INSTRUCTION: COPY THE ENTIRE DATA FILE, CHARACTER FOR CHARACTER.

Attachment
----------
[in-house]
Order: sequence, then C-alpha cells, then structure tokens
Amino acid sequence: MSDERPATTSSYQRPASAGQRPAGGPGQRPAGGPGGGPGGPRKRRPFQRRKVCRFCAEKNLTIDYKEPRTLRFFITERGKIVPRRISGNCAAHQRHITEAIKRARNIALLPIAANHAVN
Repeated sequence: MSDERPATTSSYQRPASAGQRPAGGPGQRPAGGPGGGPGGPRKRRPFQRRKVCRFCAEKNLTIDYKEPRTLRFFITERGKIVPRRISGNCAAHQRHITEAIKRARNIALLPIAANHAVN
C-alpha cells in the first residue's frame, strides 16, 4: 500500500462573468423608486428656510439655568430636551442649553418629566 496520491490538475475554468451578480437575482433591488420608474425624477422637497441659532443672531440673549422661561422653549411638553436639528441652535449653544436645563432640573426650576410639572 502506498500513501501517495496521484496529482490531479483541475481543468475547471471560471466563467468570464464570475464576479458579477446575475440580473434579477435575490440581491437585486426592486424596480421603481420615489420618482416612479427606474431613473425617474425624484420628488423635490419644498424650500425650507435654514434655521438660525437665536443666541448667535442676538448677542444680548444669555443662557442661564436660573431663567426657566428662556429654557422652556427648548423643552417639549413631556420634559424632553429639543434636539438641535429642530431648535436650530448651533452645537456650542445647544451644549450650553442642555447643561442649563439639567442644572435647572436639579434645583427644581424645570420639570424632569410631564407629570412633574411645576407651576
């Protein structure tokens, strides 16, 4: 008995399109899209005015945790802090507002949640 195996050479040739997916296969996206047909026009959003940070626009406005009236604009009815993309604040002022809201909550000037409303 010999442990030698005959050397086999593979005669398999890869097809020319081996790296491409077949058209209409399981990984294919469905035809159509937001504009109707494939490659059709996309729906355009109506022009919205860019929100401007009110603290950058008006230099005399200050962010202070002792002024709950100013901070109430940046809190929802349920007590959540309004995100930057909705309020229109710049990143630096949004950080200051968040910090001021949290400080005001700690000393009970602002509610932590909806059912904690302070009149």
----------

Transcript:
[in-house]
Order: sequence, then C-alpha cells, then structure tokens
Amino acid sequence: MSDERPATTSSYQRPASAGQRPAGGPGQRPAGGPGGGPGGPRKRRPFQRRKVCRFCAEKNLTIDYKEPRTLRFFITERGKIVPRRISGNCAAHQRHITEAIKRARNIALLPIAANHAVN
Repeated sequence: MSDERPATTSSYQRPASAGQRPAGGPGQRPAGGPGGGPGGPRKRRPFQRRKVCRFCAEKNLTIDYKEPRTLRFFITERGKIVPRRISGNCAAHQRHITEAIKRARNIALLPIAANHAVN
C-alpha cells in the first residue's frame, strides 16, 4: 500500500462573468423608486428656510439655568430636551442649553418629566 496520491490538475475554468451578480437575482433591488420608474425624477422637497441659532443672531440673549422661561422653549411638553436639528441652535449653544436645563432640573426650576410639572 502506498500513501501517495496521484496529482490531479483541475481543468475547471471560471466563467468570464464570475464576479458579477446575475440580473434579477435575490440581491437585486426592486424596480421603481420615489420618482416612479427606474431613473425617474425624484420628488423635490419644498424650500425650507435654514434655521438660525437665536443666541448667535442676538448677542444680548444669555443662557442661564436660573431663567426657566428662556429654557422652556427648548423643552417639549413631556420634559424632553429639543434636539438641535429642530431648535436650530448651533452645537456650542445647544451644549450650553442642555447643561442649563439639567442644572435647572436639579434645583427644581424645570420639570424632569410631564407629570412633574411645576407651576
């Protein structure tokens, strides 16, 4: 008995399109899209005015945790802090507002949640 195996050479040739997916296969996206047909026009959003940070626009406005009236604009009815993309604040002022809201909550000037409303 010999442990030698005959050397086999593979005669398999890869097809020319081996790296491409077949058209209409399981990984294919469905035809159509937001504009109707494939490659059709996309729906355009109506022009919205860019929100401007009110603290950058008006230099005399200050962010202070002792002024709950100013901070109430940046809190929802349920007590959540309004995100930057909705309020229109710049990143630096949004950080200051968040910090001021949290400080005001700690000393009970602002509610932590909806059912904690302070009149």